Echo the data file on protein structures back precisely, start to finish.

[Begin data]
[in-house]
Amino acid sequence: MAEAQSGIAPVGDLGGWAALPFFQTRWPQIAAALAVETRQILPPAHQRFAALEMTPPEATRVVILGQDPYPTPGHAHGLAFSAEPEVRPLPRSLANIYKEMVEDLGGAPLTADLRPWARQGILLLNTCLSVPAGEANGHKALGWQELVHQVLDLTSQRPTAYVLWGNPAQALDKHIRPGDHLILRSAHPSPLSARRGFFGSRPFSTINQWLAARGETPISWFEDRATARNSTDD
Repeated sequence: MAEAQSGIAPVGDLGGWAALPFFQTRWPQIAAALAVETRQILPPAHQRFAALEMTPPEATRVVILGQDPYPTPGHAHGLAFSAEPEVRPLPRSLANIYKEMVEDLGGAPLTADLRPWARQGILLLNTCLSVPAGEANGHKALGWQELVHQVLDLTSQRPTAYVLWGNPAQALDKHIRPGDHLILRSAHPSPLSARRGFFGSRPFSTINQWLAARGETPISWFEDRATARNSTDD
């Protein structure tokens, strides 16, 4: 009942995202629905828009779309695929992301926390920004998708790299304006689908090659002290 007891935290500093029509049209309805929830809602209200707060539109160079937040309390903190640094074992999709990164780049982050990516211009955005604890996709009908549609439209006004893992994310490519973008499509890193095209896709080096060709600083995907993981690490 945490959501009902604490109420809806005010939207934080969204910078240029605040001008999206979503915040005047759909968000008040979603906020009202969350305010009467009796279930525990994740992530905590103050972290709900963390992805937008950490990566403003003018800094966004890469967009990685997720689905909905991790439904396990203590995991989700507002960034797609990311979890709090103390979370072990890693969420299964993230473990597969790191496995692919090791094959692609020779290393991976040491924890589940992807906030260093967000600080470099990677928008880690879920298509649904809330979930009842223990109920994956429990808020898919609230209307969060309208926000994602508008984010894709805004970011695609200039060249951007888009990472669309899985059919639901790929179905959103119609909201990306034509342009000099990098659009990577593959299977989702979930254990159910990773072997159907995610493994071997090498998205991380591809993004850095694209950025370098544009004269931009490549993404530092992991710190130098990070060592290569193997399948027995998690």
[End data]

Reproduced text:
[in-house]
Amino acid sequence: MAEAQSGIAPVGDLGGWAALPFFQTRWPQIAAALAVETRQILPPAHQRFAALEMTPPEATRVVILGQDPYPTPGHAHGLAFSAEPEVRPLPRSLANIYKEMVEDLGGAPLTADLRPWARQGILLLNTCLSVPAGEANGHKALGWQELVHQVLDLTSQRPTAYVLWGNPAQALDKHIRPGDHLILRSAHPSPLSARRGFFGSRPFSTINQWLAARGETPISWFEDRATARNSTDD
Repeated sequence: MAEAQSGIAPVGDLGGWAALPFFQTRWPQIAAALAVETRQILPPAHQRFAALEMTPPEATRVVILGQDPYPTPGHAHGLAFSAEPEVRPLPRSLANIYKEMVEDLGGAPLTADLRPWARQGILLLNTCLSVPAGEANGHKALGWQELVHQVLDLTSQRPTAYVLWGNPAQALDKHIRPGDHLILRSAHPSPLSARRGFFGSRPFSTINQWLAARGETPISWFEDRATARNSTDD
């Protein structure tokens, strides 16, 4: 009942995202629905828009779309695929992301926390920004998708790299304006689908090659002290 007891935290500093029509049209309805929830809602209200707060539109160079937040309390903190640094074992999709990164780049982050990516211009955005604890996709009908549609439209006004893992994310490519973008499509890193095209896709080096060709600083995907993981690490 945490959501009902604490109420809806005010939207934080969204910078240029605040001008999206979503915040005047759909968000008040979603906020009202969350305010009467009796279930525990994740992530905590103050972290709900963390992805937008950490990566403003003018800094966004890469967009990685997720689905909905991790439904396990203590995991989700507002960034797609990311979890709090103390979370072990890693969420299964993230473990597969790191496995692919090791094959692609020779290393991976040491924890589940992807906030260093967000600080470099990677928008880690879920298509649904809330979930009842223990109920994956429990808020898919609230209307969060309208926000994602508008984010894709805004970011695609200039060249951007888009990472669309899985059919639901790929179905959103119609909201990306034509342009000099990098659009990577593959299977989702979930254990159910990773072997159907995610493994071997090498998205991380591809993004850095694209950025370098544009004269931009490549993404530092992991710190130098990070060592290569193997399948027995998690």